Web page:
I got a new Samsung Galaxy Note today. I upgraded from a Blackberry, which is a little like going from a horse and buggy to a car. I’m quite sure I was the last living person with a non-company-mandated Blackberry. When I was growing up in the south, if we really wanted to brag about some machine’s capabilities, we’d say, “It does everything but whistle Dixie.” Here’s the thing, I’m quite sure that my new Note would whistle Dixie if I could just figure out the right keys to punch.
This is not meant to sound like a Samsung endorsement, I just didn’t know how to explain the quantum leap without actually mentioning product names. The switch made me think about technology and the information it brings to our fingertips. Even with my Blackberry, I had access to so much information. It felt like I was carrying the whole word in my pocket.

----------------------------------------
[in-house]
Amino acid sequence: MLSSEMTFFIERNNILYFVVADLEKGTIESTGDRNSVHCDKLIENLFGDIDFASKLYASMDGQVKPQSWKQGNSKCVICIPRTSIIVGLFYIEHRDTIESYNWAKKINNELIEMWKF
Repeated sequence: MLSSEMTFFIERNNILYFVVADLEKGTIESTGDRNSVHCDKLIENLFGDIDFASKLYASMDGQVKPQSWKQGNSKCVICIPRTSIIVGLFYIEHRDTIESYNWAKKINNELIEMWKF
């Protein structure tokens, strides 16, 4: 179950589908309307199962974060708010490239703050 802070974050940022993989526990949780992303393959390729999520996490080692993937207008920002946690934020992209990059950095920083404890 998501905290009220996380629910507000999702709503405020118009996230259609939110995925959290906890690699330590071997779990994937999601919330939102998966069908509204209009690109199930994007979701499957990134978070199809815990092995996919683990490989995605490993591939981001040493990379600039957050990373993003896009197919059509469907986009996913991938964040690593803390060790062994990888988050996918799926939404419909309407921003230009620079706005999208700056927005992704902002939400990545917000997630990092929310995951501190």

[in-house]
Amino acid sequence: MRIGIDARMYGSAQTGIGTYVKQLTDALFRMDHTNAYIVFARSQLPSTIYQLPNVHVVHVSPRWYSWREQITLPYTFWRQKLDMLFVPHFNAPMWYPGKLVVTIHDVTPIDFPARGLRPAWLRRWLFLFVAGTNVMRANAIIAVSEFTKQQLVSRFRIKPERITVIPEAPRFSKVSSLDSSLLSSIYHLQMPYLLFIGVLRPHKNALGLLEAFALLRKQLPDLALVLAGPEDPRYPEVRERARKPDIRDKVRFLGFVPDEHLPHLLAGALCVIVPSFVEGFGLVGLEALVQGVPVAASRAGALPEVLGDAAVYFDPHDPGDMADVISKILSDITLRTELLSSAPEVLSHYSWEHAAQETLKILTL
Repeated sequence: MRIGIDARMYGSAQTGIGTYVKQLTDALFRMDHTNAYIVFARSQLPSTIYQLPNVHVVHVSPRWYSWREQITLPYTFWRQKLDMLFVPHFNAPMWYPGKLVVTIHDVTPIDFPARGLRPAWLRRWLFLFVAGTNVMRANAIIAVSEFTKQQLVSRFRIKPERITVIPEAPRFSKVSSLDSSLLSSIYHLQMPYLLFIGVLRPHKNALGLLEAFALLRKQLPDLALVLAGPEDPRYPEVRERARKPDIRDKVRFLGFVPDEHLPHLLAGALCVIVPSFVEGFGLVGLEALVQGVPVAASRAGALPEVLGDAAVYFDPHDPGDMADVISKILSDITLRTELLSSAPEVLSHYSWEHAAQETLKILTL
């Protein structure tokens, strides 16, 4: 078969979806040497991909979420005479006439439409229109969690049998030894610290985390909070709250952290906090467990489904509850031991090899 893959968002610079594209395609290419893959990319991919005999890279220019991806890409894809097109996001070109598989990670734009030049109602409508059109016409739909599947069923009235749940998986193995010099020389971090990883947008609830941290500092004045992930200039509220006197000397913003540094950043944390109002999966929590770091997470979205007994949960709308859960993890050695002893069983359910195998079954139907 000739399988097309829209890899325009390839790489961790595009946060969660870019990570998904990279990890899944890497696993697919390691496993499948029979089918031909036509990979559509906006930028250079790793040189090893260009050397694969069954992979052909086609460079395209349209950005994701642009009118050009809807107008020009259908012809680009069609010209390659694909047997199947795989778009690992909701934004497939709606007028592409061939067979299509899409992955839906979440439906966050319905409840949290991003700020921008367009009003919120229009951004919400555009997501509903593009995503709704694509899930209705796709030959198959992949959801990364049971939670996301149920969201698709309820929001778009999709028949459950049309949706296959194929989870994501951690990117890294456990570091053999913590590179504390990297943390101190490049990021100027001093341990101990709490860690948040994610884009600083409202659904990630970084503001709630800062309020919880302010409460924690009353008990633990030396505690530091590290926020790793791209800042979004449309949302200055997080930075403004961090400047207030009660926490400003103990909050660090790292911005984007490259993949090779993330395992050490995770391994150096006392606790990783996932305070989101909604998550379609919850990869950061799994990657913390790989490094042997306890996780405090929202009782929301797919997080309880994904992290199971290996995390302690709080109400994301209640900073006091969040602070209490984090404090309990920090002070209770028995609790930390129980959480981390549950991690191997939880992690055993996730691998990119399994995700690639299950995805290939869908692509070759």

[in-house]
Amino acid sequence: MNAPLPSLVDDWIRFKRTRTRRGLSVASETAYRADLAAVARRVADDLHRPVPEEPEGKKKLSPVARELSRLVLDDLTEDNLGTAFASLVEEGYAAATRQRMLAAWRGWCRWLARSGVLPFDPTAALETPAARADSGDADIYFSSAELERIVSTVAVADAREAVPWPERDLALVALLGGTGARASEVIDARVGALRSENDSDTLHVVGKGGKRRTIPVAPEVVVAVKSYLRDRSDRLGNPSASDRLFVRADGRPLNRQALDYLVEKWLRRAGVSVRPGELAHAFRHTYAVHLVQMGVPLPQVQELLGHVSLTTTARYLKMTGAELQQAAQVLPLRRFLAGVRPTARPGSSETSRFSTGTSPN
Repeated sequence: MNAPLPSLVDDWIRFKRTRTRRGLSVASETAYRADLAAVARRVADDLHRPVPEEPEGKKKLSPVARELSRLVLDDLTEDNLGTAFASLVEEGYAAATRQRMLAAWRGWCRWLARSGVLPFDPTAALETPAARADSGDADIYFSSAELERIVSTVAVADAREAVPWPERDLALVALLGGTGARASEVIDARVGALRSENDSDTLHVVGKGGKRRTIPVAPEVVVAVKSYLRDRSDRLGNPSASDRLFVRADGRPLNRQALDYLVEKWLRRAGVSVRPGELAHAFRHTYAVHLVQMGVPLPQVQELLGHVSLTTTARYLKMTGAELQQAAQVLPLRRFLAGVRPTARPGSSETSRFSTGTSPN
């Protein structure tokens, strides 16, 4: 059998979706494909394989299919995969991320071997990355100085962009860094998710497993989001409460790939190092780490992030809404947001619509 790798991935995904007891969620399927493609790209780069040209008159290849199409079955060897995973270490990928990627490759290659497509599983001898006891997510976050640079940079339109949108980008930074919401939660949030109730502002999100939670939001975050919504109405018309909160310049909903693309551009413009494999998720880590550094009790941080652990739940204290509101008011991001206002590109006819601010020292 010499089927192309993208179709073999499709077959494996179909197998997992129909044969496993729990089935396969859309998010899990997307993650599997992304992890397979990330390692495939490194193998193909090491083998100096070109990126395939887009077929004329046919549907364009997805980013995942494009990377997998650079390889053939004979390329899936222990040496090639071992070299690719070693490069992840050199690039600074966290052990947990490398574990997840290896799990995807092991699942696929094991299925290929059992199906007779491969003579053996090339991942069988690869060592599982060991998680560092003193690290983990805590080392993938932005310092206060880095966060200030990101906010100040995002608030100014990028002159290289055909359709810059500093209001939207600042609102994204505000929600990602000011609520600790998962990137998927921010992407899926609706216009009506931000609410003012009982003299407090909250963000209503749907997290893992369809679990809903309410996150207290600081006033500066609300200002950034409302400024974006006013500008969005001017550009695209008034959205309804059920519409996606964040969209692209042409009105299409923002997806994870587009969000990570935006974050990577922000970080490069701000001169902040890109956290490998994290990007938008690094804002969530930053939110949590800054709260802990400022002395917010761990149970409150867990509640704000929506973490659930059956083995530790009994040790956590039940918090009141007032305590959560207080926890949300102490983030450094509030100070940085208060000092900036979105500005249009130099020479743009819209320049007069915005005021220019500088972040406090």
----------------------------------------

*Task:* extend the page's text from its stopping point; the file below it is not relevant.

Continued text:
One of my favorite charities that I learned about years ago, maybe through a story on “60 Minutes,” is called One Laptop Per Child. Started by the MIT Media Lab faculty, OLPC’s goal is to provide every child with a low-cost, low-power, connected laptop. The company designed its own hardware and software. It’s called the XO and the company distributes them to entire schools in third world countries. As they say, “we make a small computer to serve a big cause.”
As of 2011, according to its website, One Laptop has distributed more than 2 million laptops. This is truly the case of a very small group of people taking an idea and changing the world. Remarkable.
Feb. 20: One Laptop Per Child
51 down, 314 to go.